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INTERVIEW – Mick Box, Uriah Heep – February 2015

| 10 March 2015 | Reply

INTERVIEW – Mick Box, Uriah Heep – February 2015
By Shane Pinnegar


Uriah Heep formed in London in 1969 and, remarkably, have been a constant force in hard rock and heavy metal unfailingly ever since. Popularising the genres from the start alongside contemporaries Led Zeppelin, Black Sabbath and Deep Purple as part of the original ‘Big Four’, they have endured good times and bad times, but they’ve never stopped rocking.

Uriah Heep - Mick Box 01

At the helm of the good ship Heep is, and always has been, guitarist Mick Box, possibly the most jovial interviewee we’ve ever had the pleasure of chatting with. Easy with a chuckle and a quip, Box’s passion for what he does (and has done all his life) is evident from question 1, making the prospect of seeing the band on their March Australian tour even more exciting.

Thu 19th March – Sydney – Rooty Hill RSL
Fri 20th March – Sydney – Metro Theatre cap.
Sat 21st March – Melbourne – Shoppingtown Hotel
Sun 22nd March – Melbourne – Chelsea Heights
Tues 24th March – Perth – Astor Theatre
Wed 25th March – Adelaide – The Gov
Thu 26th March – Brisbane – Eatons Hill
100% ROCK: You’re heading back Down Under, man. Do you recall how many times you’ve toured Australia?

Mick: Wow. You know, it can only be four or five times in our whole career. We came over in the very early days… funnily enough, I was thinking about that the other day. It was around the ’73 mark, around that sort of area, because I remember that they had a thing called the British Invasion week and it was us, Black Sabbath, and I can’t remember who the other band was now. There was three of us and we played on different nights, but you came to the city each week, if you know what I mean.

100% ROCK: That probably involved a bit of hell raising, I would imagine?

Mick: It had its moments, mate. [laughs]

100% ROCK: I am sure. You’re been on the road for the better part of five decades, Mick. How do you keep putting yourself out there so much? It must take a bit of a toll physically.

Mick: Actually, we’re all pretty fit. I think the basic end of it is, we’ve still got the passion and energy for what we do. I think that’s the most important thing, I think that’s the driving force at all times, you know? We just passionately love what we do and [because of] that, you don’t really feel the other stuff. I mean, a lot of the other stuff sort of fades into the ether because you’re enjoying what you do.

Uriah Heep - Mick Box 02

100% ROCK: Yeah. A lot of musicians complain about the repetitiveness of endless hotel rooms and the many hours spent travelling and waiting around for show time. How do you make sure that those things don’t do your head in?

Mick: Well, tell them people to try and get a job fixing a roof in the middle of winter in England! [laughs] How can you complain? It’s absolute rubbish. You know, yes, it can be tedious but theres worse jobs in the world, you know. You’re doing something you love, number one, you’re travelling around the world doing it, number two, generally on a free ticket if you like, as part of your fee, so come on… What they have to put up with is very, very little compared to what a lot of other people have to do.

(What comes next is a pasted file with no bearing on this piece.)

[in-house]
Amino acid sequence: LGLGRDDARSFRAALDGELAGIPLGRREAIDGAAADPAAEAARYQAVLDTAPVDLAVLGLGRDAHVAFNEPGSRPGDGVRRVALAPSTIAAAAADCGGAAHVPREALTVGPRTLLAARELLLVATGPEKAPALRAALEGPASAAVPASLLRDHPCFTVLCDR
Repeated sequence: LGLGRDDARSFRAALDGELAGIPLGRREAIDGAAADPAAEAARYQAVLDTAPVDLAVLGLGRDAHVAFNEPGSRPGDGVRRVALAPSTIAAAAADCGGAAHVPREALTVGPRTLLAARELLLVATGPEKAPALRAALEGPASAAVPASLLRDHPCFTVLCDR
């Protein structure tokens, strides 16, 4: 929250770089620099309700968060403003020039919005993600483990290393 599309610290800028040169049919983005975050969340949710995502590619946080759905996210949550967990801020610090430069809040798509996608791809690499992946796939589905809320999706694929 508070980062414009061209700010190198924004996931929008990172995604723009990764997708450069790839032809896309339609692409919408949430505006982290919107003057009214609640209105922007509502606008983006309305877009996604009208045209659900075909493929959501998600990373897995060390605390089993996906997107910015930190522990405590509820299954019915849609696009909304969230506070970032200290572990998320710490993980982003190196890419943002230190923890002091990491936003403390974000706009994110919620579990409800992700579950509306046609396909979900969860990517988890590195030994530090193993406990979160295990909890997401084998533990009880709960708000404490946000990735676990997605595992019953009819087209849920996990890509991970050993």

They do something they love and they get a great reaction each night when [they] go on stage. The audience is shouting for more and most people go to work and they finish their days work on their computer screen and they have a horrid train journey home. ‘Get real,’ is my reply to that. I don’t like people that do that. It’s the same thing with people that won’t give autographs or spend time with fans, you know – come on, get a grip.

Uriah Heep 2015

100% ROCK: You’ve always seemed a very down to earth bloke, I’ll give you that.

Mick: Well yeah, I’m from the East End of London, mate. I’ve always been quite grounded. I mean, even in the heyday [of Uriah Heep], I was always in it for the ride, as long as I was playing my music. Things came and went, and that’s fine by me, you know. The important thing is I’m still playing. Some people just, I mean we were in a ten year bubble where, a part of our career where we had so much success that we were playing worldwide, we were on private jets everywhere. We were met off the jet in a limo on the runway and all that sort of stuff, never going through passport control and all those things. We had whole floors of hotels booked out for us, and bodyguards, and it was all madness, you know.

Some people start believing they’re God’s gift to it, and I was never one of those. For instance, I’ll give you an example: if we had a limousine each, say in America, and one of us would get in the back – I would get in the front with the driver, I couldn’t stand it. The good thing about that was, I got all the gossip – [laughs] – about all the other bands and everything else. I couldn’t [do it], I shied away from that stuff, mate, but then you go and get on stage and that’s fine, but when you come off, I’m Joe Schmo.

100% ROCK: The last few Uriah Heep albums have met with great critical acclaim, and deserve, I think, recognition up there with the best of your discography. Are you, as a unit, feeling in a really good place creatively at the moment?